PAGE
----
If you are looking for an enriching and delicious experience of Coastal Karnataka culture, come and eat at Mitra Samaj. Try their masala dosa, vada sambar, goli bajje along with some filter coffee. Your life won’t be the same again!
P.S. The restaurant is closed on all Wednesdays.
Explore the dying Kaavi art
Kaavi art? Have you ever heard of it?
I had never heard of this exotic art form on India’s west coast until I spotted the beautiful red and white murals on the walls of houses that lined the street right behind the Udupi Shri Krishna Temple.
Believed to have originated in the Konkan coast of Goa in the 16th century and then spread to the coast of Karnataka, Kaavi art or Kaavi Kale usually adorns the walls of temples and homes. And sometimes even churches.
The red color comes from red laterite soil while the white is created using seashells, sand and jaggery. Nature and folk symbols are common themes around which the murals are done. Kaavi art is simple, yet represents so much of local culture and emotions.
I would love to do a Kaavi workshop sometime. Would you love one too?
Visit a Jain Basadi
On my recent trip to Karnataka’s vibrant coast, it was amazing to dig into the Jain history of Karnataka.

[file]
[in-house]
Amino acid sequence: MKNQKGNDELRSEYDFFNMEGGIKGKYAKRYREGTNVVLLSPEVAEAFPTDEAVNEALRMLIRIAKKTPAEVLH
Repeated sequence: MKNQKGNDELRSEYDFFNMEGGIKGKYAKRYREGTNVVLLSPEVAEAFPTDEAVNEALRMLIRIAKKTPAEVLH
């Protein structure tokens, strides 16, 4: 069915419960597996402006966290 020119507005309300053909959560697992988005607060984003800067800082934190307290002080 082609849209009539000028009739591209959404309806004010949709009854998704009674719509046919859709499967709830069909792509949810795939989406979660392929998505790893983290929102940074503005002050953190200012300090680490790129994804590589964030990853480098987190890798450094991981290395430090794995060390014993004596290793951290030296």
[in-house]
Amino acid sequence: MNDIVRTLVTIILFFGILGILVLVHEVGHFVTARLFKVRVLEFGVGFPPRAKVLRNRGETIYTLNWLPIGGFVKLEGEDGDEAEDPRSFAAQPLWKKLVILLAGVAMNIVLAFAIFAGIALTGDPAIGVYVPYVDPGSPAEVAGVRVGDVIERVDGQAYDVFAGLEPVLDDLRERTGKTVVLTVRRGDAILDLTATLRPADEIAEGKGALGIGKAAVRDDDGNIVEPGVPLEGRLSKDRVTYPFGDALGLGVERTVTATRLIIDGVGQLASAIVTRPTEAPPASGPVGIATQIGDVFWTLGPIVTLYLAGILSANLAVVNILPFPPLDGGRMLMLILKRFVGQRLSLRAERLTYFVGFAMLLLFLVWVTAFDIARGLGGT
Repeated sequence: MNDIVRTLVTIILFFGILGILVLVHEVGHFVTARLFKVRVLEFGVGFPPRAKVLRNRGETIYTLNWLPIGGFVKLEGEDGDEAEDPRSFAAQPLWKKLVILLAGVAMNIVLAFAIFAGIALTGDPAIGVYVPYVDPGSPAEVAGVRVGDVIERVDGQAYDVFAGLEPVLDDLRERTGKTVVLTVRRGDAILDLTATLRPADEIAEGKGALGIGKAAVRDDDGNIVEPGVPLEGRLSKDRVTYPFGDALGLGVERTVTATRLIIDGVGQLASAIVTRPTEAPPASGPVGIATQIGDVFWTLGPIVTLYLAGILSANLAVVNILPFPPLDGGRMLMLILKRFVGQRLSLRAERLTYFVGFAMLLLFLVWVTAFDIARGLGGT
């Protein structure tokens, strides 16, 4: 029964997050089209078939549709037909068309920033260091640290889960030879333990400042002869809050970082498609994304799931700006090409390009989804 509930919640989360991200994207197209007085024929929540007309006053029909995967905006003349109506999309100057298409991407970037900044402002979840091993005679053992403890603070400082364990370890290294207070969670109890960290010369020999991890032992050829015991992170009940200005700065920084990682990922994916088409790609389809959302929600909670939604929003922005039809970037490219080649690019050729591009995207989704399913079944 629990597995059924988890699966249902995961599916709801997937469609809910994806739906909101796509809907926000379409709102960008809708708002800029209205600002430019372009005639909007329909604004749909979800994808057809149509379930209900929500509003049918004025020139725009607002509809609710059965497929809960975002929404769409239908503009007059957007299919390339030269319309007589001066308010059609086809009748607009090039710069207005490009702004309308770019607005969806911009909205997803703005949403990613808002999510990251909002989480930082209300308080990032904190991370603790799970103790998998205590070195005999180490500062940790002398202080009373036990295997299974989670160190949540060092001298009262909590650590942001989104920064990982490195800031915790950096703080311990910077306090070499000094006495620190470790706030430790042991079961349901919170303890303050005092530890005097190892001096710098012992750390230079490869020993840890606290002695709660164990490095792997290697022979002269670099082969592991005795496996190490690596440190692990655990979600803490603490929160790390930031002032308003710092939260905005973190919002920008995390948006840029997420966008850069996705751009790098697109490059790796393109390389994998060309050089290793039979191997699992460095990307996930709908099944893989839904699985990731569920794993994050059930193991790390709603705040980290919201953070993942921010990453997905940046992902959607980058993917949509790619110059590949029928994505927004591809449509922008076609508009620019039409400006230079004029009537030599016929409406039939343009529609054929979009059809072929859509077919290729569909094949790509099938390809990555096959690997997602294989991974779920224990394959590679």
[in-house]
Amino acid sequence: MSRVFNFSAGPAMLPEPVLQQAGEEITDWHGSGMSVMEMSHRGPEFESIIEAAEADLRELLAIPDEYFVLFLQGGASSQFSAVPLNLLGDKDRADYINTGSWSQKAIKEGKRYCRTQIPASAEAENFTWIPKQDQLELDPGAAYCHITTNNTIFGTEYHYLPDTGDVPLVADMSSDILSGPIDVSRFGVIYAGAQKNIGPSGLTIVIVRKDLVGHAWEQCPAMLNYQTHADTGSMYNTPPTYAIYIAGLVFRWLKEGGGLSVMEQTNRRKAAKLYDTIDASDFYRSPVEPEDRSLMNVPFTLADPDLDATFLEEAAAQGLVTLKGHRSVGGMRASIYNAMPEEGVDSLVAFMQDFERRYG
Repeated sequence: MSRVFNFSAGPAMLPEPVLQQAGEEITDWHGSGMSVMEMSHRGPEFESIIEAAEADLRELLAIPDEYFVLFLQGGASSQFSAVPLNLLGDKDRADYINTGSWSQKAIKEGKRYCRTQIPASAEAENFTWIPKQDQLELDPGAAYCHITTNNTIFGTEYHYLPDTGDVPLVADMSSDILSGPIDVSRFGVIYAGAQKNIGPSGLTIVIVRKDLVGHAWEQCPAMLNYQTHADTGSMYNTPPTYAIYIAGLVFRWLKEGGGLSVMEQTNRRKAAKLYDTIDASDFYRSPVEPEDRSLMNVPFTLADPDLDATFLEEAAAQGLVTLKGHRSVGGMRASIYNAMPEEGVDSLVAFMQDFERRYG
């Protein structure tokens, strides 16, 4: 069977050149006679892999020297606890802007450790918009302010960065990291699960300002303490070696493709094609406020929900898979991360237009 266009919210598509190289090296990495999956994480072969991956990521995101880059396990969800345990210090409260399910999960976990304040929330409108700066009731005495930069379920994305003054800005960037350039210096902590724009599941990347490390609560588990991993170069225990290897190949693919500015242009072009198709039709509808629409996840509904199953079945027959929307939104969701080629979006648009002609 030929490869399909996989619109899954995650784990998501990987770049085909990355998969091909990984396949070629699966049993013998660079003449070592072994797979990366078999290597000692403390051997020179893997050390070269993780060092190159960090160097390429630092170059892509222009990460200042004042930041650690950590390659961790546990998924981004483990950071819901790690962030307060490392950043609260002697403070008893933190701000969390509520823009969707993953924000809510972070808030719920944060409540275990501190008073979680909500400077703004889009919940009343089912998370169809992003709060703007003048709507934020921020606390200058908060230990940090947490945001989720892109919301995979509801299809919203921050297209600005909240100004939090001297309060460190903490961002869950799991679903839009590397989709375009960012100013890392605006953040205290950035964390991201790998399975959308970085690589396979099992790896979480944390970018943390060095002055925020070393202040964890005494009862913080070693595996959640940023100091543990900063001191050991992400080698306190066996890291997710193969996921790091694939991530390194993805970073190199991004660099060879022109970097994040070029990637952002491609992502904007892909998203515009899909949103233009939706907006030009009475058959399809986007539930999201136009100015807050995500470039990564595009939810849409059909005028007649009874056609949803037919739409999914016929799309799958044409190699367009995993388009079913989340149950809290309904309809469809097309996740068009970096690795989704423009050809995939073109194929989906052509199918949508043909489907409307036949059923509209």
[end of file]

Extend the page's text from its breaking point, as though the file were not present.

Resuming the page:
I clearly had no clue Jainism had spread so far and wide in the state under the patronage of Hoysala, Kadamba, and Chalukya dynasties. In fact, I remember climbing all those steps to reach the Gommateshwara statue in Shravanbelagola when I was a kid. But I hadn’t thought much about it then. Now, equipped with the power of Google, I dug in.
There are an amazing number of Jain monuments that you can visit in Northern & Coastal Karnataka. They are known as the Jain Basadis and are almost always unique.
Take the case of the 1000-pillar temple in Moodbidri, the 57-feet tall statue at Shravanbelagola, the rock-cut cave temples of Badami, or the picturesque Jain Basadi of Varanga. Each of them has a special story to tell that you would love listening to.
Experience local life in a fishing village
When in Coastal Karnataka, you cannot really miss fish. And I mean not just in your delicious food platters but also in the lives of people here.
Thousands of traditional fishermen call the coastal districts of Dakshina Kannada, Udupi, and Uttara Kannada their home. Every morning they go out into the seas, lay their nets, and come back with fresh catch.
Mogaveeras are a community that exclusively practiced fishing in the olden days. They practiced traditional forms of fishing known as Kairampani and Rampani along the coast. While Rampani has become extinct, Kairampani is still practiced in many regions.
Even today, you can catch these fishermen going about their daily lives at the Malpe port, Tadadi port, or at the Devbagh Beach.